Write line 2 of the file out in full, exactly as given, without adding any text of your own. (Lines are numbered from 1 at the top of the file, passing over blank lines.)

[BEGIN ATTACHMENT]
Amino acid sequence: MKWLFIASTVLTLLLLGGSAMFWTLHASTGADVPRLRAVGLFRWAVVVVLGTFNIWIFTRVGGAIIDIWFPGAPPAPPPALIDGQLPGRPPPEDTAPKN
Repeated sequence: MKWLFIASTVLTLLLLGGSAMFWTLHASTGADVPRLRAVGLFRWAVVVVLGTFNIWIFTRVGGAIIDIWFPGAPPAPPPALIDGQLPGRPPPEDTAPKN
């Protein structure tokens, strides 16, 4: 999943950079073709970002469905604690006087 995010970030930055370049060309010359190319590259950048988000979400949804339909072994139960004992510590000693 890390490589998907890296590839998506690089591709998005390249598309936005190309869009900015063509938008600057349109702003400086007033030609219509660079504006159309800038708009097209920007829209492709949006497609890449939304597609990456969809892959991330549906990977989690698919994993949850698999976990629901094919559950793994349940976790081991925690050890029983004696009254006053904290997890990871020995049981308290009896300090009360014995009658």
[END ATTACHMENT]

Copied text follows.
Repeated sequence: MKWLFIASTVLTLLLLGGSAMFWTLHASTGADVPRLRAVGLFRWAVVVVLGTFNIWIFTRVGGAIIDIWFPGAPPAPPPALIDGQLPGRPPPEDTAPKN